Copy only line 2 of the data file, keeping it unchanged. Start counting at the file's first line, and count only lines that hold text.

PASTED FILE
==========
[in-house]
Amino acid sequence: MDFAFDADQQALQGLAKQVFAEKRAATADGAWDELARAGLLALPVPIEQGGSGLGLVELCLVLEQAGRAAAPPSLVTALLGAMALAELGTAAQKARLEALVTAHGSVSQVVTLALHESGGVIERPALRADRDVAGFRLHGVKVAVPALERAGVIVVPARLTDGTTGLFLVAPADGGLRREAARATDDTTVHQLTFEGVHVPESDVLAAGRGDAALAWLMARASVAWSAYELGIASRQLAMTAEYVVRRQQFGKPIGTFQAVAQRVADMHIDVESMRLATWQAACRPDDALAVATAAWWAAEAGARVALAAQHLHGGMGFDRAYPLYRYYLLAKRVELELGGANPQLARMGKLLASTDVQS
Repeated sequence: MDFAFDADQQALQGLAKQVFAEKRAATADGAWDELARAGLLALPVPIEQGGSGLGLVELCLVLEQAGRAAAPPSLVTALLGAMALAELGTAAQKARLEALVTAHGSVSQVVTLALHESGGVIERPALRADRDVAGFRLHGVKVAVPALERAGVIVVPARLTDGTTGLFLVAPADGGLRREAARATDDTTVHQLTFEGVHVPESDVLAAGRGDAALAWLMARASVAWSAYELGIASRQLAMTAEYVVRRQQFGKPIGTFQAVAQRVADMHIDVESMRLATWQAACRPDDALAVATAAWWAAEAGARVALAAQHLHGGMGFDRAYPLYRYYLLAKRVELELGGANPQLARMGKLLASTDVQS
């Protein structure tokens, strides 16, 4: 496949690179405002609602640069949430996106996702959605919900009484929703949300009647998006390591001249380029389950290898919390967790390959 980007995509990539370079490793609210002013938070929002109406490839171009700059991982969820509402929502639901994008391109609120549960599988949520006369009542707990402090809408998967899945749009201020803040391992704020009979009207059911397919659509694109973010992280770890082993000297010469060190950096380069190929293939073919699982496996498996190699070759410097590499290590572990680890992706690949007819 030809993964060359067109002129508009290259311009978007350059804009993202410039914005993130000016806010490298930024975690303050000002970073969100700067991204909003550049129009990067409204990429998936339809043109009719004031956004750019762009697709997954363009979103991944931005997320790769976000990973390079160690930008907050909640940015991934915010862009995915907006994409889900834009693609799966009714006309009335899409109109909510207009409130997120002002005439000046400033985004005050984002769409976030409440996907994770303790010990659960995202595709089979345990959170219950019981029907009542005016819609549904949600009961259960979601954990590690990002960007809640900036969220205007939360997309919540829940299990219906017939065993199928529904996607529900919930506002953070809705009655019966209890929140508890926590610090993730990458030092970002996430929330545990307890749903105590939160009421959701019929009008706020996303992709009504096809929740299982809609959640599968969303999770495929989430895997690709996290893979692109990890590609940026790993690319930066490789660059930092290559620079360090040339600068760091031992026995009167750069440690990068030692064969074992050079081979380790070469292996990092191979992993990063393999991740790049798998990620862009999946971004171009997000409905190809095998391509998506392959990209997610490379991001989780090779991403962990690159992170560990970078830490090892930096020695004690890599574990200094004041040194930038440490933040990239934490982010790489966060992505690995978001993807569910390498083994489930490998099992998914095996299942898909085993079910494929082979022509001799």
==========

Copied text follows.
Amino acid sequence: MDFAFDADQQALQGLAKQVFAEKRAATADGAWDELARAGLLALPVPIEQGGSGLGLVELCLVLEQAGRAAAPPSLVTALLGAMALAELGTAAQKARLEALVTAHGSVSQVVTLALHESGGVIERPALRADRDVAGFRLHGVKVAVPALERAGVIVVPARLTDGTTGLFLVAPADGGLRREAARATDDTTVHQLTFEGVHVPESDVLAAGRGDAALAWLMARASVAWSAYELGIASRQLAMTAEYVVRRQQFGKPIGTFQAVAQRVADMHIDVESMRLATWQAACRPDDALAVATAAWWAAEAGARVALAAQHLHGGMGFDRAYPLYRYYLLAKRVELELGGANPQLARMGKLLASTDVQS